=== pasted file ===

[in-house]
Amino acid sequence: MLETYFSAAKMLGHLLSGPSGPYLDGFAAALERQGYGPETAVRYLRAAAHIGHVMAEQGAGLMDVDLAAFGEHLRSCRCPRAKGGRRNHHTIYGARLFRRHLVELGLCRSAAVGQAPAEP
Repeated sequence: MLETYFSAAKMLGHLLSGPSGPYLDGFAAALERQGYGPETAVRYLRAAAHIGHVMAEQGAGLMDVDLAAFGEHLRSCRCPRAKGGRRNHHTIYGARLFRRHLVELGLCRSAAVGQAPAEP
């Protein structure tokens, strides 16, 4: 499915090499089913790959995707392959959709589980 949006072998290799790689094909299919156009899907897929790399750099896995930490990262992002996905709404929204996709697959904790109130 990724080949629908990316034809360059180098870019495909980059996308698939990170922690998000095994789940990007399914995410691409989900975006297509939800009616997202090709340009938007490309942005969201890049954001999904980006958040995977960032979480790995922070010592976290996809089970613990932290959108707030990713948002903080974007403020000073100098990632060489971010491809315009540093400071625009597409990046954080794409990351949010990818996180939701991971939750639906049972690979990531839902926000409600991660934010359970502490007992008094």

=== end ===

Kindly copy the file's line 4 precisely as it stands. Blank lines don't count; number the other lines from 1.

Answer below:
């Protein structure tokens, strides 16, 4: 499915090499089913790959995707392959959709589980 949006072998290799790689094909299919156009899907897929790399750099896995930490990262992002996905709404929204996709697959904790109130 990724080949629908990316034809360059180098870019495909980059996308698939990170922690998000095994789940990007399914995410691409989900975006297509939800009616997202090709340009938007490309942005969201890049954001999904980006958040995977960032979480790995922070010592976290996809089970613990932290959108707030990713948002903080974007403020000073100098990632060489971010491809315009540093400071625009597409990046954080794409990351949010990818996180939701991971939750639906049972690979990531839902926000409600991660934010359970502490007992008094």